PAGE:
Italy

After the Quake: Six Ways to Pray for Italy

Today marks one week since a 6.2 magnitude quake struck a string of mountain towns in Italy, killing at least 290 people.  The powerful quake inflicted excruciating pain on those left behind—many people lost every member of their family or several of their dear friends. 

As the international media moves on may we be found interceding on behalf of Italians for weeks and months to come.  Below are seven points for focused prayer, based on the input of missionaries working in Italy right now.

1.  The province of Rieti, where the quake struck, is one of the least-reached areas of Italy.  In the whole province of 160,000 people, there are no more than six of Evangelical churches.  The lack of gospel witness in Rieti is a great tragedy.  Pioneers International has only three missionary families serving in Italy—none in the quake affected areas.  Pray that God would send workers to Italy for His name sake.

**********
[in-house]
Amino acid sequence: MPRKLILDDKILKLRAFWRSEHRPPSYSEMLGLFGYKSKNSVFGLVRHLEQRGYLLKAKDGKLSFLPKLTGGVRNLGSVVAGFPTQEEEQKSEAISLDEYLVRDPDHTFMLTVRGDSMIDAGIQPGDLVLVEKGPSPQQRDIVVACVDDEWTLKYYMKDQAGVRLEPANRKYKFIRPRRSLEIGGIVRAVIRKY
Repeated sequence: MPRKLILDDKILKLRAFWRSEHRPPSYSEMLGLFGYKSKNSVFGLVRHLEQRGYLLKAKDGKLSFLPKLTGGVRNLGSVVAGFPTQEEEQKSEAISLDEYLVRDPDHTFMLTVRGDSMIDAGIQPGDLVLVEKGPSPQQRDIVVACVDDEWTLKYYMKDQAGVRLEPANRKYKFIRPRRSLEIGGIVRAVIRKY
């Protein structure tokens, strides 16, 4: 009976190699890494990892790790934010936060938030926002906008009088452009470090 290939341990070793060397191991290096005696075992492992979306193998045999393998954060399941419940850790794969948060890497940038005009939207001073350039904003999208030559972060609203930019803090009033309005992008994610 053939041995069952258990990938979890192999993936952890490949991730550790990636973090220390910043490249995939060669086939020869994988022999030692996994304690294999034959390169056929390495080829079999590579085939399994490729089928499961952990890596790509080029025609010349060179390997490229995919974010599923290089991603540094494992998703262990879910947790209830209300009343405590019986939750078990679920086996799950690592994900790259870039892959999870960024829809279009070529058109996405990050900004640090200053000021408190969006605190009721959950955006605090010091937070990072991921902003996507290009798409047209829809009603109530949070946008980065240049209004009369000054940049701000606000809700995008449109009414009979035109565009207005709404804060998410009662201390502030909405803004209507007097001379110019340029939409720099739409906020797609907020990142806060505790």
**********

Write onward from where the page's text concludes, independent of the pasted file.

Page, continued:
2.  This past weekend over 40 Christian aid agencies within Italy gathered to strategize relief efforts for the quake victims.  Typically, both missionaries and Italian Christians report conflict within and between churches and amongst agencies.  It appears that this disunity was overcome on August 29 when all of the agencies signed a declaration, committing their prayers and unified efforts to help earthquake victims.  Praise God for this unity and pray that it would continue.